The Smoke’s slight, long-haired guitarist Brett Tauri left home at 15, got his own flat (not yet the teenage rite of passage it would become), learnt one of the new instruments of teen rebellion (the bass) and grew his hair long, copping the usual redneck flak around town.
At 16, Tauri hit out for America, playing guitar on a cruise ship headed for San Francisco, where he scored a slot as a guitarist in a club band. He returned to New Zealand in 1965, bringing with him an early Gibson fuzzbox, a pre-1966 Fender Strat and a rare Gibson 335 gold-topped fretless bass.
Tauri joined Shapes of Things, who, as their Yardbirds derived-name implied, were a raucous R&B band that gigged around Auckland. They secured a Palmerston North residency before breaking up in early 1966 after 15 months together. After the breakup Tauri spent a brief period in New Plymouth’s Rex and the Roadrunners, then returned to Auckland.
He didn’t have to look far for his next musical partners. Behind his parent’s Te Koa Rd, Panmure fence was the Nixon residence. Tauri’s sister, Jenny, was married to Roly Nixon, a veteran of South Auckland groups, including The Size Five with Len Monk on bass and stand-up drummer Lester Dempster, who’d been playing bands since 1965, most recently in the (other) Size Five. The group was completed by 19-year-old singer Ray Nixon.
Tauri had two amps jacked up in series, one to distort the hell out of the signal and the other to boost the distorted sound.
The newly christened Smoke played their first show at the infamous Battle of the Bands at the Auckland Town Hall in January 1967, when a bogus Australian promoter skipped with the proceeds and the prizes.
The Smoke attracted the attention of local promoters, identical twins Keith and Kevin Prohl, who set them up with South Auckland residencies at the Tudor Lounge in Glen Innes, Glen Innes Intermediate School and the Point England Presbyterian Church Teen Rages.
New manager Fred Brown was a salesman at the Otahuhu Begg's Music Store, a well-known chain store of the era that Tauri showcased Fountain Thunderbird 55 Combo amps for. Brown ushered the band into Astor Studios to record two Tauri compositions.
Their producer was one of the best, Wahanui Wynyard, and the songs were outstanding. So they did it live. Tauri had two amps jacked up in series, one to distort the hell out of the signal and the other to boost the distorted sound.
‘No More Now’ was one of the Smoke’s rave numbers, a loosely structured, semi-improvisational jam. The topside, the tightly structured ‘Never Trust Another Woman’, is a classic beat ballad with a hard R&B backbone, psychedelic backwards guitar and a biting lyric sung by the rapidly maturing voice of Ray Nixon. They were polished stage favourites and they recorded well enough for Astor Studios to whisk them off to RCA Victor in Wellington for consideration.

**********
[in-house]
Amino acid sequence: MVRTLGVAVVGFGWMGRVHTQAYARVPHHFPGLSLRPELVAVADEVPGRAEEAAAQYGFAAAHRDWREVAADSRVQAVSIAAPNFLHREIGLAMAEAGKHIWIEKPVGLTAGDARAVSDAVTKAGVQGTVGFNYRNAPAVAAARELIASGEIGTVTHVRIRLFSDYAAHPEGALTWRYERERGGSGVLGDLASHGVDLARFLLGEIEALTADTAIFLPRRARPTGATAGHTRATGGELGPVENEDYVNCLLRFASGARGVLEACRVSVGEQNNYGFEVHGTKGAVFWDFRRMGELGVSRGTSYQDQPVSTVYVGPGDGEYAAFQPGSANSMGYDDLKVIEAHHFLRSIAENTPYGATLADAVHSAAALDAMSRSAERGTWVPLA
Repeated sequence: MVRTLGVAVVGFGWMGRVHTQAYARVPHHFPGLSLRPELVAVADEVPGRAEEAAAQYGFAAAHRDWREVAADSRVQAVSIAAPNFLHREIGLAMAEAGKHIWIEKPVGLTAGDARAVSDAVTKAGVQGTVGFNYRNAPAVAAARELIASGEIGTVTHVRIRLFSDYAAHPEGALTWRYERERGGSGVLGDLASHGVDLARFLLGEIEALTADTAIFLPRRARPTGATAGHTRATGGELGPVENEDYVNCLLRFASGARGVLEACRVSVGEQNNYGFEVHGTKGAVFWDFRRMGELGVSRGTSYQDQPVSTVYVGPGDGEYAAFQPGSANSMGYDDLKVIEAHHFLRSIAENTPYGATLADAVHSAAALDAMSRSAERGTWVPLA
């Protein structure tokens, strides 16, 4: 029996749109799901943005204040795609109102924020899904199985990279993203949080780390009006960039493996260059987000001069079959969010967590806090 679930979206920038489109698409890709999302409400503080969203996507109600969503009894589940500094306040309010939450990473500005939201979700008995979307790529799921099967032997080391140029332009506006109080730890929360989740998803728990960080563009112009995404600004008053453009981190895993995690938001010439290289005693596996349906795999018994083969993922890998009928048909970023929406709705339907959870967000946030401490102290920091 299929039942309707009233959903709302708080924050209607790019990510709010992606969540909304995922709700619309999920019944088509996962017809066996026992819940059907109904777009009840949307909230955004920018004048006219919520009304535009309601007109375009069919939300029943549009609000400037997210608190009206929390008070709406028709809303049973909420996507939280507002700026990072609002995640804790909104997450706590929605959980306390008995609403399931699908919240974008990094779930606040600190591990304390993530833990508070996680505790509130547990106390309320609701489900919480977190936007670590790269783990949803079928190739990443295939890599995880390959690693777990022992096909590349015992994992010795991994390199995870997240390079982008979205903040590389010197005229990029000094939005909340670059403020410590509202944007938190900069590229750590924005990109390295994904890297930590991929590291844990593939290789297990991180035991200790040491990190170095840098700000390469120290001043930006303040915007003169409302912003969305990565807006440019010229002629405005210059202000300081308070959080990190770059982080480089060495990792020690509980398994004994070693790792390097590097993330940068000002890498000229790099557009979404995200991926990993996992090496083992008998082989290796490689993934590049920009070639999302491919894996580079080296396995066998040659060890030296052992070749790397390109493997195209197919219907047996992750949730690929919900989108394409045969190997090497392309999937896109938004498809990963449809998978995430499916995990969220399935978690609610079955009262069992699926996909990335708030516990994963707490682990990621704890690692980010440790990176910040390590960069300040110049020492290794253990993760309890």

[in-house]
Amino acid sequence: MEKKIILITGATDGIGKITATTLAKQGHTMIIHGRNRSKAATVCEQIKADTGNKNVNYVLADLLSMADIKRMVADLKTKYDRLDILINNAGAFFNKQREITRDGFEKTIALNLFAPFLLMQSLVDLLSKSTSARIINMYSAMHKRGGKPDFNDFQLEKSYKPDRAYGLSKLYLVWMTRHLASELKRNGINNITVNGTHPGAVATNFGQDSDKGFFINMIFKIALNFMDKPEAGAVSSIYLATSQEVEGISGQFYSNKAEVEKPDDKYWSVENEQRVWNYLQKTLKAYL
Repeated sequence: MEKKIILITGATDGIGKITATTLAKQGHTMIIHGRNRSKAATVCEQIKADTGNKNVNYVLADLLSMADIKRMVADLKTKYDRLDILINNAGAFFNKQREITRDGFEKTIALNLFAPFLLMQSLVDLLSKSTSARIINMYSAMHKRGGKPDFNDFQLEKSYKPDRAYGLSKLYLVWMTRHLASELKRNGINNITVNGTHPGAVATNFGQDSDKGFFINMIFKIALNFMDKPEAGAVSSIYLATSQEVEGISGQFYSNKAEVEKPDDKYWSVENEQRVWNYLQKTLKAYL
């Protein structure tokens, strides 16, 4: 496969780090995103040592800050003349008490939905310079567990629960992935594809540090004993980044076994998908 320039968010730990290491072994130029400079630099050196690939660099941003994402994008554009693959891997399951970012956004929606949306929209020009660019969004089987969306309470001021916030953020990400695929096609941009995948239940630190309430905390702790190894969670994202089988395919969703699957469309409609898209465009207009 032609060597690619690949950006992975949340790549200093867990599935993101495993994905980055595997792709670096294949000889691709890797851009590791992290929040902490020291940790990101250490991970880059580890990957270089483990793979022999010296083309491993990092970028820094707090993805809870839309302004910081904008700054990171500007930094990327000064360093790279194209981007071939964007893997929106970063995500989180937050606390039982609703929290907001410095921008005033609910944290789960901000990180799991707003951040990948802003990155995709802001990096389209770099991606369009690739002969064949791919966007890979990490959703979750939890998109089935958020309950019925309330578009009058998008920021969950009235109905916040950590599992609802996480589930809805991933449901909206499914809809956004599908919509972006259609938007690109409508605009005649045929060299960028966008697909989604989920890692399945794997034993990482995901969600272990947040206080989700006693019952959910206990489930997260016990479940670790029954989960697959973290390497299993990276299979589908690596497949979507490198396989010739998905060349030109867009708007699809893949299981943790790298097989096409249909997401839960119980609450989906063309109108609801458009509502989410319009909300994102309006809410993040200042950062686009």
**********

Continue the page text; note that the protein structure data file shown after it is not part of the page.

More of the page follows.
The response was positive and the Smoke returned to the studio in March 1967 to re-dub the harmonies. The original demo recordings were used as the musical backing as RCA Victor didn’t want the natural sound lost.
‘No More Now’ sold well in the Auckland area, gaining the band a lot of work. It also made good ground in the Dunedin and Christchurch charts, and sold well in the United States, England and Germany, where it had good radio play on Radio Berlin.
Unbeknown to the band, the ‘No More Now’ photo session involved the presence of a nude model called Christine. Roly explains: “It was the photographer’s idea, and the wives and girlfriends had to stay outside. To stop them coming up the stairs, he locked the doors, but they found out about it afterward. They said they wouldn’t have minded if they’d been able to come up, but objected to the underhanded way it was done.” Exit married men Roly and Len.
Lawrie Opai (bass), late of The Green and Yellow, and Peter Sanford (organ, guitar) were the new Smoke recruits. Sanford’s Jansen Transonic organ added another dimension to The Smoke’s sound, allowing them to play the songs of the rising crop of organ based groups such as the Spencer Davis Group, The Small Faces and Procol Harum, in amongst their "pop" Hendrix, Deep Purple and Cream numbers.
Opai, an excellent bass player, added more drive to the sound, but on reflection, Lester Dempster thinks they lost something in the transition. “Our overall sound became fuller and more versatile, but we lost that sexy unique guitar sound.”
The Smoke played the second Auckland Battle of the Bands at the Auckland YMCA to a raucous collection of fans from their South and East Auckland strongholds. Down south, the band ruled, playing a residency at Otara’s Hacienda Club, and in Manurewa. They featured at the big Blast Off ‘68 show at the Auckland YMCA with Larry’s Rebels, and over on the North Shore, at the Surfside, and Takapuna RSA Hall.
C’Mon ‘68 put them on the box. The band wasn’t allowed to play the wild ‘No More Now’, instead opting for The Who’s ‘Boris The Spider’ and Chicago Transit Authority’s ‘I’m A Man’.
The Smoke returned to Astor Studios in late 1968 to record their follow-up single, a version of Procol Harum’s Someone ‘Following Me’, together with a third quality Tauri composition, ‘Control Your Love’, which featured a swinging dance beat, wild Tauri guitar, and a reflective lyric. They played one final Northland tour with Larry’s Rebels, with Earle White drumming. Then, like their name, they were gone.
Brett Tauri played in several bands in New Zealand thereafter, including The Byble, before shifting across the Tasman where he worked as a session guitarist well into the 21st Century.
Lester Dempster - drums
Len Monk - bass
Roly Nixon - guitar
Lawrie Opai - bass
Peter Sandford - keyboards
Brett Tauri - guitar, vocals
Earle White - drums
Ray Nixon - vocals
The Smoke were initially called Freddy Foo and The Creepers. It didn't last.